Re: [gnu.misc.discuss,gnu.emacs.gnus] Free software: Packagers vs Developers
On Friday 2 July 1999, at 12 h 45, the keyboard of Per Abrahamsen
> Not in a useful way. I hear developers swear about Debian more often
> than about e.g. Red Hat, despite Red Hat being more widespread.
Debian has much more packages (three or four times as much). This can explain.
Another hypothesis is that RedHat developers have smaller egos, they are just
employees of a company, after all.
> > Among all the packages I maintain, the only one which is really
> > decoupled from upstream is queso, because the upstream maintainer do
> > not reply to any mail, even containing patches.
> Neither do I. I have no idea what to do with a bug report or patch
> comming from a middleman, who neither have the same direct experience
> of the problem as the user, nor the same knowledge of the code as the
That's violently insulting. You mean that someone who took the time to study a
package, to find the best way to package it, who received all the bug reports
(and who has to deal with them, they are public and filled under his name),
who knows about software development cannot make better reports than any
Adam di Carlo tried, on that same mailing list, to remind Debian developers to
be nice with upstream authors, since they are at the origin of free software,
after all. His message was not necessary for most authors: I maintain many
packages and almost all the upstream authors are nice guys: they say "thank
you" wehn I suggest to package their work, they say "thank you" when receiving
patches or bug reports, they integrate patches or explain why if they don't,
etc. Of course, since they are mere humans, they sometimes sleep, go to
vacation or simply get annoyed, but they don't feel outraged by the idea of
someone modifying/studying their code.
To summary: you're an exception. Most free software authors practice what they
preach and they let other people do what they want with the free software.
> that he is willing to explain everything again, figure out what code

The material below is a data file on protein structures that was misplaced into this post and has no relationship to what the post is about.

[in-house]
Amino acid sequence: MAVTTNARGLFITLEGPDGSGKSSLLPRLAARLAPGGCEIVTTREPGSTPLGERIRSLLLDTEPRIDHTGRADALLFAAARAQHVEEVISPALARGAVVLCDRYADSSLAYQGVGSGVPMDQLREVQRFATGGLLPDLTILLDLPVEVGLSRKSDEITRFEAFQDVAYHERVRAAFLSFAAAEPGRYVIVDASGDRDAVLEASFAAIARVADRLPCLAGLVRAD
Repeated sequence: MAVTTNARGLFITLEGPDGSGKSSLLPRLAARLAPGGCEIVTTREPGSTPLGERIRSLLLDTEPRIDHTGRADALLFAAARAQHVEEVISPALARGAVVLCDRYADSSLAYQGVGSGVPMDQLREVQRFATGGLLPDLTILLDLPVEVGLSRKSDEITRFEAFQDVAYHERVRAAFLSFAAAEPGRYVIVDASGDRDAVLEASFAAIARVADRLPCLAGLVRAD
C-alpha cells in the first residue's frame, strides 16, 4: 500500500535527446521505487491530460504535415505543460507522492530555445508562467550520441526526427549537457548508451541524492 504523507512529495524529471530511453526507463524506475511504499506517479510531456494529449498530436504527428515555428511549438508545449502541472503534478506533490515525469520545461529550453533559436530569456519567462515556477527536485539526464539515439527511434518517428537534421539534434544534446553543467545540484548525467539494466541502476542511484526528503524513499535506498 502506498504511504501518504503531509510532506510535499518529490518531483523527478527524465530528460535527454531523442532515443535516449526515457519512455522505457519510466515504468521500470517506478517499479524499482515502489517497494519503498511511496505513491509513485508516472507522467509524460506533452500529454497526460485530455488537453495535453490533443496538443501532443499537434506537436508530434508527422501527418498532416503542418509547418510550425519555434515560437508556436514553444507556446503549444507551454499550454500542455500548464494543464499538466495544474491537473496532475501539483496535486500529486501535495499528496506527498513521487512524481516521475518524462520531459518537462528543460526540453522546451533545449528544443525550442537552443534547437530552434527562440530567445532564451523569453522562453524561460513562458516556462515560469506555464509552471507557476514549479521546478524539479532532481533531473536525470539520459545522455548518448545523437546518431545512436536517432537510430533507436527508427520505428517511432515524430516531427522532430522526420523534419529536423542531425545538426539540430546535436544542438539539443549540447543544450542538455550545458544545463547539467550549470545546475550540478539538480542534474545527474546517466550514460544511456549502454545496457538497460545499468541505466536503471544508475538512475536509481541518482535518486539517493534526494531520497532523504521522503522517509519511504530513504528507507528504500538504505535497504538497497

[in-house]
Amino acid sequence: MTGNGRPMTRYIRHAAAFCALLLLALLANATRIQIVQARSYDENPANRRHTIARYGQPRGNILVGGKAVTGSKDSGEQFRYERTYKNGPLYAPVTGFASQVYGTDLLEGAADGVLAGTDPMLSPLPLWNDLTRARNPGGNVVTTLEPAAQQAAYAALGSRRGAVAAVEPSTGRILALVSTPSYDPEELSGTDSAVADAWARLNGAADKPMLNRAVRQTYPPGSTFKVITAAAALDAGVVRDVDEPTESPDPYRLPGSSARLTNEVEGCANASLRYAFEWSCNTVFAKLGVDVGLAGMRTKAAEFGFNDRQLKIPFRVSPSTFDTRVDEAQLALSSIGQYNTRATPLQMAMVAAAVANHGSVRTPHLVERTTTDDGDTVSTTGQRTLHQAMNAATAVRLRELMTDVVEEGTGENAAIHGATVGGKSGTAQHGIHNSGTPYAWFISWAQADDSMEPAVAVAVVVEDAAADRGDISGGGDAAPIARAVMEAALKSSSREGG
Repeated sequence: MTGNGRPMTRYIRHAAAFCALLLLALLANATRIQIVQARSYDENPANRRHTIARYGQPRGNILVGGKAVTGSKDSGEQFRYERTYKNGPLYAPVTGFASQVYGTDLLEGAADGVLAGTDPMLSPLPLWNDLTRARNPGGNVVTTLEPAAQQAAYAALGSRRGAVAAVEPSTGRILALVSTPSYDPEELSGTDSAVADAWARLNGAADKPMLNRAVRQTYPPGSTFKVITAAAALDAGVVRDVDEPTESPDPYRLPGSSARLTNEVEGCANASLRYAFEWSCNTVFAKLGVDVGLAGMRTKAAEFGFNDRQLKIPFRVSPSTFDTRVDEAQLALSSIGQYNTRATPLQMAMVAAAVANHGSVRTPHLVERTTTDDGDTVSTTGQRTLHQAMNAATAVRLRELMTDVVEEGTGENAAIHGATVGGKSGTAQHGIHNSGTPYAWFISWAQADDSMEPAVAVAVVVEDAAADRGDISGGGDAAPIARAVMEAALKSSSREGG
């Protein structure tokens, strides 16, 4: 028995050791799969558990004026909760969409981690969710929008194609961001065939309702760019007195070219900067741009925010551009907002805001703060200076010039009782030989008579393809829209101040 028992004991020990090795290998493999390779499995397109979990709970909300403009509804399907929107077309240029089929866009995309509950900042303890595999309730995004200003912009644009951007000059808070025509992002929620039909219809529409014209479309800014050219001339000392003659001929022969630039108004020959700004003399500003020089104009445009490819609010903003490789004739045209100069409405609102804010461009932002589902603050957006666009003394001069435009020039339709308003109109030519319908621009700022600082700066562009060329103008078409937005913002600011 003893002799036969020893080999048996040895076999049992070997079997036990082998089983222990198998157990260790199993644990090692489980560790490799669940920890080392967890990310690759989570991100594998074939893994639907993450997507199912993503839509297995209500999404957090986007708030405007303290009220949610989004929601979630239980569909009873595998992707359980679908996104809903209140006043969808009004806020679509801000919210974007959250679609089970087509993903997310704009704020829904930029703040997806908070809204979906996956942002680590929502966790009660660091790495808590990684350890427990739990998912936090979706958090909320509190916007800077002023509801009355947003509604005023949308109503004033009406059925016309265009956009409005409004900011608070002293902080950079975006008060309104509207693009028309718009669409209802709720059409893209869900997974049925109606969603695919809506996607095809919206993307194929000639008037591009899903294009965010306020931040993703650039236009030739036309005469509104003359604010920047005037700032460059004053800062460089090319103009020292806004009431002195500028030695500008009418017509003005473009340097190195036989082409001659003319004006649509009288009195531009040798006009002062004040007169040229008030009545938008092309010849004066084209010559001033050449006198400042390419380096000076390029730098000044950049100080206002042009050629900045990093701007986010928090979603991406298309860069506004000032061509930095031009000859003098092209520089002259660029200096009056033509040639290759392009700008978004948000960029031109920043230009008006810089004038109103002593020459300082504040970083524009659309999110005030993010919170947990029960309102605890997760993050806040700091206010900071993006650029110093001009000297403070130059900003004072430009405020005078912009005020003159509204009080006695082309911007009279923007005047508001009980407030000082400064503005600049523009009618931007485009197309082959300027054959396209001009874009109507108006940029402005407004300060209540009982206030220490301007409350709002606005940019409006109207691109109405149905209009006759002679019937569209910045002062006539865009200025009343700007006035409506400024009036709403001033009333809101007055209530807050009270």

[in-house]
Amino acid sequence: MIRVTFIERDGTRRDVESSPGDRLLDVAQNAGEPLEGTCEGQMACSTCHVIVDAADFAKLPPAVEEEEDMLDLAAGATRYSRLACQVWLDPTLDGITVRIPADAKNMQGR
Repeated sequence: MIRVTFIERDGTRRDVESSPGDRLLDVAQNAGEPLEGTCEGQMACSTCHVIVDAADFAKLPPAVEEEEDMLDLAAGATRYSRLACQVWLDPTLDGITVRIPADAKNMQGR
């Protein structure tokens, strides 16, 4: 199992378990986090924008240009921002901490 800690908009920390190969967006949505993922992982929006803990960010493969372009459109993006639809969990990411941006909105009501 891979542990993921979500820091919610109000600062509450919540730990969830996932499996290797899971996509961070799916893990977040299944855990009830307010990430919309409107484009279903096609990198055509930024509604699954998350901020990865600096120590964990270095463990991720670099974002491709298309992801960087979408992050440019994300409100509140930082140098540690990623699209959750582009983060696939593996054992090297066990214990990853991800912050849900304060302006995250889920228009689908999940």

> he has received from Debian,
No need to do so. Everything is public <http://www.debian.org/distrib/packages>
> to my code or the Debian mangling,
Yes, people who modify your Sacred Code are mangling it. Please use more
neutral terms, if we want to discuss in an useful way.
> > That's why the queso package of Debian is 64-bits clean, unlike the
> > upstream tarball, works with rejecting routes, unlike the upstream
> > tarball, etc.
> Maybe if there hadn't been a Debian package with all these attributes,
> the _real_ queso would do all this. Benefitting _everybody_, not just
> Debian users.
This is becoming really annoying. As I said, everything we do is public.
Anyone can retrieve the "Debian patches" by anonymous FTP and apply them to
the upstream source or to a RedHat/FreeBSD/Solaris/Whatever package.
Do you know this specific package and its author? (BTW, my opinion is that he
is not a maniac refusing any help from Debian as a matter of principle, he
simply has other things to do).
> Patches are almost useless,
As a developer myself (note that I separate my activity as a Debian packager
and as a developer, they are different), I disagree. Reading source code from
many free software seem to indicate that many developers like to integrate
> I prefer ethics and social conventions to rigid rules. See for example
> <URL: http://www.tuxedo.org/~esr/writings/homesteading/>
Sorry, but I don't read anything written by someone who is a National Rifle
> Sure, all the users of a specific distribution will appreciate the
> enhancements. It is the free software community as a whole who
Why? If they are really improvments, they can adopt them, too. If they don't
think they are useful, they lose nothing.
> > No. This would suppress the whole idea of a distribution.
> Then the whole idea of a distribution sucks.
Could it be the real problem? Not a specific problem with a specific Debian
maintainer, Manoj, who did a specific choice when packaging Gnus? I have the
feeling that nothing Debian can do will please you, because you reject the
whole idea of a distribution, anyway.
> what kind of option the above is. User options are such thing as
> enabling auto fill mode or font lock in Emacs.
OK, I see the point, but it is not an issue here. Noone shipped a Debian
package which such options changed?
> You add value, but at the wrong place. You add it in the middle, thus
> only reaching a branch of the tree, instead of the top, where you
> would reach the entire tree. And by adding the value in the middle,
> you make it less likely that the value will reach the top. The users
> in your branch won't see the need.
> "Oh, you need a 64bit clean version. Just use Debian."
"Oh, you need a 64bit clean version. Just ask the maintainer of your current distribution to use Debian patches. Or ask the upstream author to integrate them - or equivalent. These patches are free." (BTW, for queso, I didn't wrote them, someone send me the patches :-)